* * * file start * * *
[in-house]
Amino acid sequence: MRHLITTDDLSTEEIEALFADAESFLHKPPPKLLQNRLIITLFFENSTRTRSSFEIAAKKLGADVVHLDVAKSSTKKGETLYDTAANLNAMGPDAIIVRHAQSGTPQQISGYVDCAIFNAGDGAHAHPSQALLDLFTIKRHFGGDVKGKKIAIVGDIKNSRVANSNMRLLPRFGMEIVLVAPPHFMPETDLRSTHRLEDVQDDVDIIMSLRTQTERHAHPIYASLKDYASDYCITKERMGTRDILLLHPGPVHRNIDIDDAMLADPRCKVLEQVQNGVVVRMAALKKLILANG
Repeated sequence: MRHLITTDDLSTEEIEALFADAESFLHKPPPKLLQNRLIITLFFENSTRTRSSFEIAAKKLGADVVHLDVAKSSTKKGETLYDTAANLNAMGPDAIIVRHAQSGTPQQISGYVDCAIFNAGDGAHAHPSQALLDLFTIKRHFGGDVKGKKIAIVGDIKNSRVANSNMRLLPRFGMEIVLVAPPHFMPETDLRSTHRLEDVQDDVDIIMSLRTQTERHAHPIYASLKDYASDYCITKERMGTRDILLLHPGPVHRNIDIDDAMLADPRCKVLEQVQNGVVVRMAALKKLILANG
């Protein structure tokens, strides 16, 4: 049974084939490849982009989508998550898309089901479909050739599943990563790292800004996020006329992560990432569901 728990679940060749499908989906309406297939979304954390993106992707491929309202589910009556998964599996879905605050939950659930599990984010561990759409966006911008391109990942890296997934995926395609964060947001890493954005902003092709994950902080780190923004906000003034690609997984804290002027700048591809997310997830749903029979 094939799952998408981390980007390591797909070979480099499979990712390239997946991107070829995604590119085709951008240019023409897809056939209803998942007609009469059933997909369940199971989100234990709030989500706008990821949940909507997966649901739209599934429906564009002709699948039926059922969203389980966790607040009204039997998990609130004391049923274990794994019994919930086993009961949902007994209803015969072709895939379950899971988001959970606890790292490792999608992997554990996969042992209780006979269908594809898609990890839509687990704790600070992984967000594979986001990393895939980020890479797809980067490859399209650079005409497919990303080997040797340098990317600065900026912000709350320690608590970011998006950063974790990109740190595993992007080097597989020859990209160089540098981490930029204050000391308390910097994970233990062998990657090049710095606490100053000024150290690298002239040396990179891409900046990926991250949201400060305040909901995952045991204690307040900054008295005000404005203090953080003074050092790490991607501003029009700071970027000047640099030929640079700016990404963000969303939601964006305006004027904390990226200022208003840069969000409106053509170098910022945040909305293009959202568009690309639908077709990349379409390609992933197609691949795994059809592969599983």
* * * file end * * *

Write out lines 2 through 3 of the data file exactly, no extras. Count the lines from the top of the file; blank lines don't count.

Amino acid sequence: MRHLITTDDLSTEEIEALFADAESFLHKPPPKLLQNRLIITLFFENSTRTRSSFEIAAKKLGADVVHLDVAKSSTKKGETLYDTAANLNAMGPDAIIVRHAQSGTPQQISGYVDCAIFNAGDGAHAHPSQALLDLFTIKRHFGGDVKGKKIAIVGDIKNSRVANSNMRLLPRFGMEIVLVAPPHFMPETDLRSTHRLEDVQDDVDIIMSLRTQTERHAHPIYASLKDYASDYCITKERMGTRDILLLHPGPVHRNIDIDDAMLADPRCKVLEQVQNGVVVRMAALKKLILANG
Repeated sequence: MRHLITTDDLSTEEIEALFADAESFLHKPPPKLLQNRLIITLFFENSTRTRSSFEIAAKKLGADVVHLDVAKSSTKKGETLYDTAANLNAMGPDAIIVRHAQSGTPQQISGYVDCAIFNAGDGAHAHPSQALLDLFTIKRHFGGDVKGKKIAIVGDIKNSRVANSNMRLLPRFGMEIVLVAPPHFMPETDLRSTHRLEDVQDDVDIIMSLRTQTERHAHPIYASLKDYASDYCITKERMGTRDILLLHPGPVHRNIDIDDAMLADPRCKVLEQVQNGVVVRMAALKKLILANG